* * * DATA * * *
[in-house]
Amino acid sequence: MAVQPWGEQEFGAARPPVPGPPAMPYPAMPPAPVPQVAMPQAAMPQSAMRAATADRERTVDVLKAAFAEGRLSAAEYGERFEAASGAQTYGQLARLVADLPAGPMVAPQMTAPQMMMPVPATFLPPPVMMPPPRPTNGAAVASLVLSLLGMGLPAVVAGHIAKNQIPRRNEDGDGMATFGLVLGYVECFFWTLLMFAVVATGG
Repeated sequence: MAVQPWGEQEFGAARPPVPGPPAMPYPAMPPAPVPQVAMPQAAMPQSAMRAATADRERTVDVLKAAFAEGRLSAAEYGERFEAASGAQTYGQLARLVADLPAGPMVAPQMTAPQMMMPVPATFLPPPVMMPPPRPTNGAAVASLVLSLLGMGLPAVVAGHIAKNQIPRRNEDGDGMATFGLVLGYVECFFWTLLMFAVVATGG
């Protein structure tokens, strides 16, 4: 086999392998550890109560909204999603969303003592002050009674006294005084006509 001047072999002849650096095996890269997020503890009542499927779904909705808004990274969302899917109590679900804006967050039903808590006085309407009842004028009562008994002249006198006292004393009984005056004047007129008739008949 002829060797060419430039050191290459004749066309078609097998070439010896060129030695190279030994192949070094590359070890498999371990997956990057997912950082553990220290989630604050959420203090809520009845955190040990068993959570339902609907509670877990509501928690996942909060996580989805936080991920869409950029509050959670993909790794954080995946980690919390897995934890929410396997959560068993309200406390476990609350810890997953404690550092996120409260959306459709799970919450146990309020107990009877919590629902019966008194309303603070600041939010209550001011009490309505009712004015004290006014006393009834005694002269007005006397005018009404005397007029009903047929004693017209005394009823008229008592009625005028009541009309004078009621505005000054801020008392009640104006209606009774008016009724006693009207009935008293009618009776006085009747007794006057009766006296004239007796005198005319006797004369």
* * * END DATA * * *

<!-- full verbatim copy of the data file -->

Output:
[in-house]
Amino acid sequence: MAVQPWGEQEFGAARPPVPGPPAMPYPAMPPAPVPQVAMPQAAMPQSAMRAATADRERTVDVLKAAFAEGRLSAAEYGERFEAASGAQTYGQLARLVADLPAGPMVAPQMTAPQMMMPVPATFLPPPVMMPPPRPTNGAAVASLVLSLLGMGLPAVVAGHIAKNQIPRRNEDGDGMATFGLVLGYVECFFWTLLMFAVVATGG
Repeated sequence: MAVQPWGEQEFGAARPPVPGPPAMPYPAMPPAPVPQVAMPQAAMPQSAMRAATADRERTVDVLKAAFAEGRLSAAEYGERFEAASGAQTYGQLARLVADLPAGPMVAPQMTAPQMMMPVPATFLPPPVMMPPPRPTNGAAVASLVLSLLGMGLPAVVAGHIAKNQIPRRNEDGDGMATFGLVLGYVECFFWTLLMFAVVATGG
């Protein structure tokens, strides 16, 4: 086999392998550890109560909204999603969303003592002050009674006294005084006509 001047072999002849650096095996890269997020503890009542499927779904909705808004990274969302899917109590679900804006967050039903808590006085309407009842004028009562008994002249006198006292004393009984005056004047007129008739008949 002829060797060419430039050191290459004749066309078609097998070439010896060129030695190279030994192949070094590359070890498999371990997956990057997912950082553990220290989630604050959420203090809520009845955190040990068993959570339902609907509670877990509501928690996942909060996580989805936080991920869409950029509050959670993909790794954080995946980690919390897995934890929410396997959560068993309200406390476990609350810890997953404690550092996120409260959306459709799970919450146990309020107990009877919590629902019966008194309303603070600041939010209550001011009490309505009712004015004290006014006393009834005694002269007005006397005018009404005397007029009903047929004693017209005394009823008229008592009625005028009541009309004078009621505005000054801020008392009640104006209606009774008016009724006693009207009935008293009618009776006085009747007794006057009766006296004239007796005198005319006797004369």